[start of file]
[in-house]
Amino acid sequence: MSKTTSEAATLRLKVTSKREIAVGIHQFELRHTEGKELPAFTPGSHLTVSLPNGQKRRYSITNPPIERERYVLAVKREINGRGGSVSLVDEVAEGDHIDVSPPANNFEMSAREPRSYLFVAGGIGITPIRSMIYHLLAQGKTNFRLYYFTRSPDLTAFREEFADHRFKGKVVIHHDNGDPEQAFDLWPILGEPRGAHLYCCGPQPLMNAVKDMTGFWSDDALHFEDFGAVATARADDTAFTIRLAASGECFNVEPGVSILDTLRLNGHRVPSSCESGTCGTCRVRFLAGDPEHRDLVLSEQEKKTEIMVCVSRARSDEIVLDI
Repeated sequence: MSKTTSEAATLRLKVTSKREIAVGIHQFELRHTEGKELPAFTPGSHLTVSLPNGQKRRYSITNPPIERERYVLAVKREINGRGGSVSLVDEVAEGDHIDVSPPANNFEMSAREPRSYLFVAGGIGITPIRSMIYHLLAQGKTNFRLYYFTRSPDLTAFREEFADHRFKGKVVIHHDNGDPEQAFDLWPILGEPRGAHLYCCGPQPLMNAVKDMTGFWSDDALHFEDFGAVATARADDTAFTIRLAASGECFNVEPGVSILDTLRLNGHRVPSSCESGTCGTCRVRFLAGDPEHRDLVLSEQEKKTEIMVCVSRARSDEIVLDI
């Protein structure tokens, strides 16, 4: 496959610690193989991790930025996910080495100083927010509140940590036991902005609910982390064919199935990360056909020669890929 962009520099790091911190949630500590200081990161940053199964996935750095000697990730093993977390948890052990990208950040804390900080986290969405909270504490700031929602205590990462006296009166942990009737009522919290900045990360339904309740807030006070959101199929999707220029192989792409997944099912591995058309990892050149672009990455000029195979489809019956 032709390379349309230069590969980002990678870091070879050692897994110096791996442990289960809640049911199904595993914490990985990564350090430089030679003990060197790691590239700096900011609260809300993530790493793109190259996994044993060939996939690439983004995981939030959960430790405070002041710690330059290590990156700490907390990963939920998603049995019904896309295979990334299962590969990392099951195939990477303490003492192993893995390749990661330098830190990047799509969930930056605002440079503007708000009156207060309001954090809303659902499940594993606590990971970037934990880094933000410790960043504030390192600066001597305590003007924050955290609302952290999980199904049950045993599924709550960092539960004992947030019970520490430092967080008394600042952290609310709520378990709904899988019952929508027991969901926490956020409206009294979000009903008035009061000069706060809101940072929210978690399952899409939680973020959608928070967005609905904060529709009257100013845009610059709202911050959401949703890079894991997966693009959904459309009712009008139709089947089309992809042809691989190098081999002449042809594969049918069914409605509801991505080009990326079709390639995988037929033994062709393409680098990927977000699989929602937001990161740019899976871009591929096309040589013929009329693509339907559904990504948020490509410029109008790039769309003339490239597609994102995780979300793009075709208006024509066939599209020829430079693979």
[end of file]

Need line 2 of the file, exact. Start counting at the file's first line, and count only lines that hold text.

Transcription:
Amino acid sequence: MSKTTSEAATLRLKVTSKREIAVGIHQFELRHTEGKELPAFTPGSHLTVSLPNGQKRRYSITNPPIERERYVLAVKREINGRGGSVSLVDEVAEGDHIDVSPPANNFEMSAREPRSYLFVAGGIGITPIRSMIYHLLAQGKTNFRLYYFTRSPDLTAFREEFADHRFKGKVVIHHDNGDPEQAFDLWPILGEPRGAHLYCCGPQPLMNAVKDMTGFWSDDALHFEDFGAVATARADDTAFTIRLAASGECFNVEPGVSILDTLRLNGHRVPSSCESGTCGTCRVRFLAGDPEHRDLVLSEQEKKTEIMVCVSRARSDEIVLDI